Borj Chakir Landfill, Tunisia

Since 1999, the Borj Chaker open dump has been receiving Municipal Solid Waste from all the Greater Tunis area. The constant mismanagement has left the inhabitants of surrounding villages in dire living conditions.


Description

The Jbel Borj Chakir dumpsite was created in 1999 and is considered to be the only controlled dumpsite for Tunis and the surrounding area. It spreads out on an area of around120 hectares which previously contained olive, almond and cereal plantations. Every day, the landfill receives between 2700 and 3000 Tons of waste [1]. The post-revolution decision to centralize waste management has exacerbated what was already an urgent problem [2].

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Basic Data
NameBorj Chakir Landfill, Tunisia
CountryTunisia
ProvinceTunis Governorate
SiteBorj Chakir
Accuracy of LocationHIGH local level
Source of Conflict
Type of Conflict (1st level)Waste Management
Type of Conflict (2nd level)Landfills, toxic waste treatment, uncontrolled dump sites
Specific CommoditiesIndustrial waste
Domestic municipal waste
Project Details and Actors
Project DetailsThis landfill was built in 1999 over an area of approximately 120 hectares. This is by far the largest landfill in Tunisia with a capacity of over 3,000 tons /day. This number could reach 4000 tons/day during the cleanliness campaigns. Jbel Borj Chakir is the only landfill in the Greater Tunis (governorates of Tunis, Manouba, Ariana and Ben Arous), for a population of over 3,000,000 inhabitants [8].
Project Area (in hectares)120
Level of Investment (in USD)22,000,000.00
Type of PopulationSemi-urban
Potential Affected Population50,000
Start Date2011
Company Names or State EnterprisesAgence Nationale de Gestion des Déchets (ANGED) from Tunisia - Landfill Management
Agence Municipale des Services Environnementaux (AMSE) from Tunisia - Co-managed the landfill with Groupe PIZZORINO Environnement between 2009 and 2013
Groupe PIZZORINO Environnement (GPE) from France - Co-managed the Landfill with AMSE between 2009 and 2013
Société de Construction et de Bâtiment (SOCOBAT) from Tunisia - Co-managing the landfill along with DECO Group from Italy since 2013
DECO Group from Italy - Co-Managing the landfill with SOBACO since 2013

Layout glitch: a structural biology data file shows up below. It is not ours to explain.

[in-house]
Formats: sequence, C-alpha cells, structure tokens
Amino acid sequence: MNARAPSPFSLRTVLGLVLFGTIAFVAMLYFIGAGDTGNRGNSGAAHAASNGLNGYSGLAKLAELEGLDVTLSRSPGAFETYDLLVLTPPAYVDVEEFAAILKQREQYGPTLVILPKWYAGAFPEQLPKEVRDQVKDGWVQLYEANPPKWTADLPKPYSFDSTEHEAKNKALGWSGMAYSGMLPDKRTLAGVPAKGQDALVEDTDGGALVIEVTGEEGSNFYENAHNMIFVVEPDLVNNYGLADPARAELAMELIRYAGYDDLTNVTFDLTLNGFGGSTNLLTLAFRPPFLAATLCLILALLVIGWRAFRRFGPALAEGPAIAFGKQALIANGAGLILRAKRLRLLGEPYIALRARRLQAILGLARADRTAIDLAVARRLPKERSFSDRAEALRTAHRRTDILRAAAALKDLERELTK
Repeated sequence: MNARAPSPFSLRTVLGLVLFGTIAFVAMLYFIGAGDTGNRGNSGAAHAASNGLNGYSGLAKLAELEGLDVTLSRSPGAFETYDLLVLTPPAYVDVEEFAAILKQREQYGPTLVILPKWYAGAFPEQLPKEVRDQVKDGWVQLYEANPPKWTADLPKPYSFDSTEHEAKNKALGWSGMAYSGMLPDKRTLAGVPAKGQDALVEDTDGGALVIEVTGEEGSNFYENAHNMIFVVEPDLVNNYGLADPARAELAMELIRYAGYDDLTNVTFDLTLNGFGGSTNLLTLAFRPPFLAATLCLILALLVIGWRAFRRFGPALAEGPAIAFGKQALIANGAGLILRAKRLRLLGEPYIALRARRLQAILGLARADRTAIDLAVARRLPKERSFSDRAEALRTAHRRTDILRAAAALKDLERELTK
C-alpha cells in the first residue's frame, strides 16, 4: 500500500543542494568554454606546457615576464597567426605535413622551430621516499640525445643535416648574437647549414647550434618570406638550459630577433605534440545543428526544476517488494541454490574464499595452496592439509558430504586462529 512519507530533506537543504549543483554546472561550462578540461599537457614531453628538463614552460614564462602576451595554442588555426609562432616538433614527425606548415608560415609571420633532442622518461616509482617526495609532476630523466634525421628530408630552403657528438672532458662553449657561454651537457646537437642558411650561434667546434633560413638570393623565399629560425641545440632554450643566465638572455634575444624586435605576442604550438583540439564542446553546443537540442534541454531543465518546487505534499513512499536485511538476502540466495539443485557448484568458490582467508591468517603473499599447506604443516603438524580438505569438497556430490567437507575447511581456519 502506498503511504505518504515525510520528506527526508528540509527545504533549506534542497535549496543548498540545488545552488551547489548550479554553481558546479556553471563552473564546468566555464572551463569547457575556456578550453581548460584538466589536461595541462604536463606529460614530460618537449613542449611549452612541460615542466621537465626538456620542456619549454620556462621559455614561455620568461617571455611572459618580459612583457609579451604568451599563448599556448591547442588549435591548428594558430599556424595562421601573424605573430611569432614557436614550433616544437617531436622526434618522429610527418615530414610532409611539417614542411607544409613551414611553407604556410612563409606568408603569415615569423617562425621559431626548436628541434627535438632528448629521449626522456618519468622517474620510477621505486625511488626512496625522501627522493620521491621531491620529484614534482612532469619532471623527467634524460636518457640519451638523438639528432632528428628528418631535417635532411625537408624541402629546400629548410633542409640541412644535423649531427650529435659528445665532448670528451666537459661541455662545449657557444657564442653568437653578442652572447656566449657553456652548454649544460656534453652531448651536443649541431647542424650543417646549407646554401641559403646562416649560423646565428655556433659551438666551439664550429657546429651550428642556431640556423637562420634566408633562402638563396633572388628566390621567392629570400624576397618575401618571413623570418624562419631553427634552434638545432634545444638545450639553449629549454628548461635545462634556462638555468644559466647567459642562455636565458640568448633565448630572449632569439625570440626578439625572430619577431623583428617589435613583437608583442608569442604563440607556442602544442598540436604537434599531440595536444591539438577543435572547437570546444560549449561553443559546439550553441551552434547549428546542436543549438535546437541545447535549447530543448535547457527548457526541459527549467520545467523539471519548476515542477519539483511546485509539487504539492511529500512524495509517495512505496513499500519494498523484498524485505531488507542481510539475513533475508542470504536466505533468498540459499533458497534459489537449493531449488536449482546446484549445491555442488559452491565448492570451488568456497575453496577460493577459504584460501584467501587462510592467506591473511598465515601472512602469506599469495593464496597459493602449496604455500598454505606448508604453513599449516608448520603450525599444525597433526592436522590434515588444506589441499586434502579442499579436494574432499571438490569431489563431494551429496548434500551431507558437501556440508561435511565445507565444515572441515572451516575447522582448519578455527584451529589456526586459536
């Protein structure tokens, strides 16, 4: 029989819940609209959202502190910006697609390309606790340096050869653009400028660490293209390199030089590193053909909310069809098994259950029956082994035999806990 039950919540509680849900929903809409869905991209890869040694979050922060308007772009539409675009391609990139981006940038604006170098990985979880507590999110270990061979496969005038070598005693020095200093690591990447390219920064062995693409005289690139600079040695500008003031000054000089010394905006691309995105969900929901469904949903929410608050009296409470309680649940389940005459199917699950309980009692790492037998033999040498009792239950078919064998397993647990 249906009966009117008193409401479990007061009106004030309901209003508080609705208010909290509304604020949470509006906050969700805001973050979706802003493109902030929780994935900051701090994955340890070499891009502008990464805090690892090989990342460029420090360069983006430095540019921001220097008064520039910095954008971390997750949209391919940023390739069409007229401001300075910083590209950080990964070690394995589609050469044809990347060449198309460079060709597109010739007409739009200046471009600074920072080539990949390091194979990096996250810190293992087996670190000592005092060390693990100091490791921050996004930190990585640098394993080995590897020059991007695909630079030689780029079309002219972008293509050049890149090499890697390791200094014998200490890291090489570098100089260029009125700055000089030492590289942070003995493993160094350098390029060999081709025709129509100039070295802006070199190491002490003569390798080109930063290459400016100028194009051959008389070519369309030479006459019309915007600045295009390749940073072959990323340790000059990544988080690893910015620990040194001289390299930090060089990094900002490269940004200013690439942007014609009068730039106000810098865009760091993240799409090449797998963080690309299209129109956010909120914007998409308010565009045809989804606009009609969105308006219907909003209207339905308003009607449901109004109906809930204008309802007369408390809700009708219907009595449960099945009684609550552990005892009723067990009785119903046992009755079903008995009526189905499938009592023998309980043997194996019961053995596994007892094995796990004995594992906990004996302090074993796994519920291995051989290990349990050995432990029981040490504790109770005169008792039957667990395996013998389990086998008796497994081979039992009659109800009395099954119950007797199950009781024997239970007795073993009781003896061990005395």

Relevant government actorsMinistry of Agriculture and the Environment (Now Ministry of the Environment and Sustainable Development)

National Commission of Investigation on Corruption and Embezzlement (CICM)
International and Financial InstitutionsThe World Bank (WB) from United States of America
Environmental justice organisations and other supportersSOS BIAA: http://www.sosbiaa.com/EN/index.php?id_page=index.php
The Conflict and the Mobilization
Intensity of Conflict (at highest level)LOW (some local organising)
When did the mobilization beginIn REACTION to the implementation (during construction or operation)
Groups MobilizingLocal ejos
Neighbours/citizens/communities
Local scientists/professionals
Forms of MobilizationCreation of alternative reports/knowledge
Involvement of national and international NGOs
Public campaigns
Street protest/marches
Impacts
Environmental ImpactsVisible: Soil contamination, Groundwater pollution or depletion, Air pollution, Waste overflow
Health ImpactsVisible: Other Health impacts, Exposure to unknown or uncertain complex risks (radiation, etc…)
OtherAllergies, Asthma, Respiratory Diseases
Socio-economic ImpactsVisible: Increase in Corruption/Co-optation of different actors
Outcome
Project StatusIn operation
Pathways for conflict outcome / responseCorruption
Development of AlternativesSOS BIAA have set the following demands which are still awaiting execution [8]:

· The establishment of a clearly defined action plan to make the landfill conform to international standards

· The establishment of a new waste management strategy that will minimize the amount of waste sent to landfills

· The establishment of a timeline to get all the leachate on site treated and the ponds emptied in a short period of time.

· Consider quick ways to find another site to build a new landfill.
Do you consider this as a success?No
Why? Explain briefly.Officials are still wasting time on the issue. And with the expansion of the landfill giving it a new lease of life until 2019, no alternative plans are being assessed.
Sources and Materials
Legislations

DECHARGES CONTROLEES ET CENTRES DE TRANSFERT: CAHIERS DE CHARGES ET CALCUL COUTS D'EXPLOITATION
[click to view]

Sustainable Municipal Solid Waste Management Project - World Bank
[click to view]

References

[8] - SOS BIAA's Report
[click to view]

Links

[1] - La décharge de Borj Chakir : Mirage de la « vie décente pour tous » - Nawat, 31/03/15
[click to view]

[2] - World Bank Funds Tunisian Rubbish Dump Which Leaves Village Sick - Middle East Eye, 07/05/17
[click to view]

[9] - Landfill Continues to Pollute Nearly Three Years After Intended Closing - TunisiaLive, 17/01/16
[click to view]

[10] - Tunisia's poorest towns left to shoulder burden of hazardous toxic landfill sites - The Guardian, 13/05/14
[click to view]

[3] - Decharge de Borj Chakir : Corruption endémique et cadres institutionnels inadéquats - Nawat, 15/05/15
[click to view]

[4] - SOS BIAA's website
[click to view]

[5] - La décharge de Borj Chakir : un cataclysme écologique en cours - Nawat, 13/04/15
[click to view]

Media Links

[6] - Protest against the Landfill (1)
[click to view]

[7] - Protest against the Landfill (2)
[click to view]

Other Documents

A digger crawls over the mountain of waste at Borj Chakir (Morched Garbouj/SOS BIAA)
[click to view]

Trucks in Borj Chakir deliver waste to one of the biggest landfills in Tunisia (Morched Garbouj/SOS BIAA)
[click to view]

Meta Information
ContributorChristophe Maroun - ICTA
Last update12/05/2017
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